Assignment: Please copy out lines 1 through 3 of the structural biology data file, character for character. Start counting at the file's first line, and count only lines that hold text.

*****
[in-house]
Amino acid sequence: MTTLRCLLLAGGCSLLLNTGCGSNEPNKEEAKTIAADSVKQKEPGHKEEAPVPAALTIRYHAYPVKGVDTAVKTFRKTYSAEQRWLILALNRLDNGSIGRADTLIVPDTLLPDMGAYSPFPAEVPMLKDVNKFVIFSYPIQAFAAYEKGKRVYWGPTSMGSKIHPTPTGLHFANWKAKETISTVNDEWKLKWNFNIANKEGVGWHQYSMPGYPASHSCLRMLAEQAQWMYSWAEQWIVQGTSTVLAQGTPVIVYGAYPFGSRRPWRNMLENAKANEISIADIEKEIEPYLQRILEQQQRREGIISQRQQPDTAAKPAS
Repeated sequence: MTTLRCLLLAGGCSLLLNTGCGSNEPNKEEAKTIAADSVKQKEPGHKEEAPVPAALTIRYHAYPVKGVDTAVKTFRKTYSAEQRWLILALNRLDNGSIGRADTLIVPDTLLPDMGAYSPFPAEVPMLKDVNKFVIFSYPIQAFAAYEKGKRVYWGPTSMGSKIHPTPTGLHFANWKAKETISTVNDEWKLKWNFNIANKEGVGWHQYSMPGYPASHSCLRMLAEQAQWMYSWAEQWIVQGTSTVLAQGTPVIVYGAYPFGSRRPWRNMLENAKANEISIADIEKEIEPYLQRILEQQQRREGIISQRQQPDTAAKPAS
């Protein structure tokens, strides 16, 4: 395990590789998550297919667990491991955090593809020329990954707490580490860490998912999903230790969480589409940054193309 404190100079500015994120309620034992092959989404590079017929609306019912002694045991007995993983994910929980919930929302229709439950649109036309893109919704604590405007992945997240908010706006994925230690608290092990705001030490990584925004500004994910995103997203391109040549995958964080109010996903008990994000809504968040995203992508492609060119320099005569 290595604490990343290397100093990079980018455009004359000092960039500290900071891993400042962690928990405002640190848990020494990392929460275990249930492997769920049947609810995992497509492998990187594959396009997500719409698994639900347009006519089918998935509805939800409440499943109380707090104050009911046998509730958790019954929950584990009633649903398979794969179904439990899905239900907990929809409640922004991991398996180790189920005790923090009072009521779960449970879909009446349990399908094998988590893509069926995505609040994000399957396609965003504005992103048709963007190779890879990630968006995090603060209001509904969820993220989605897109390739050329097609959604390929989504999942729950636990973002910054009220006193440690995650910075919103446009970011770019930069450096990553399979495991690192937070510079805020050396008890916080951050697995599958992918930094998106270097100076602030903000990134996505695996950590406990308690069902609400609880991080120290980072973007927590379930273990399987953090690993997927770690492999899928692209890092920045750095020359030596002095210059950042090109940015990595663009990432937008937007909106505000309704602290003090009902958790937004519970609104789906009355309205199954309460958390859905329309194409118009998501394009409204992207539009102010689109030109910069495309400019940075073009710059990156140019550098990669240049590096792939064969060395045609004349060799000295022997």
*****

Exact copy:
[in-house]
Amino acid sequence: MTTLRCLLLAGGCSLLLNTGCGSNEPNKEEAKTIAADSVKQKEPGHKEEAPVPAALTIRYHAYPVKGVDTAVKTFRKTYSAEQRWLILALNRLDNGSIGRADTLIVPDTLLPDMGAYSPFPAEVPMLKDVNKFVIFSYPIQAFAAYEKGKRVYWGPTSMGSKIHPTPTGLHFANWKAKETISTVNDEWKLKWNFNIANKEGVGWHQYSMPGYPASHSCLRMLAEQAQWMYSWAEQWIVQGTSTVLAQGTPVIVYGAYPFGSRRPWRNMLENAKANEISIADIEKEIEPYLQRILEQQQRREGIISQRQQPDTAAKPAS
Repeated sequence: MTTLRCLLLAGGCSLLLNTGCGSNEPNKEEAKTIAADSVKQKEPGHKEEAPVPAALTIRYHAYPVKGVDTAVKTFRKTYSAEQRWLILALNRLDNGSIGRADTLIVPDTLLPDMGAYSPFPAEVPMLKDVNKFVIFSYPIQAFAAYEKGKRVYWGPTSMGSKIHPTPTGLHFANWKAKETISTVNDEWKLKWNFNIANKEGVGWHQYSMPGYPASHSCLRMLAEQAQWMYSWAEQWIVQGTSTVLAQGTPVIVYGAYPFGSRRPWRNMLENAKANEISIADIEKEIEPYLQRILEQQQRREGIISQRQQPDTAAKPAS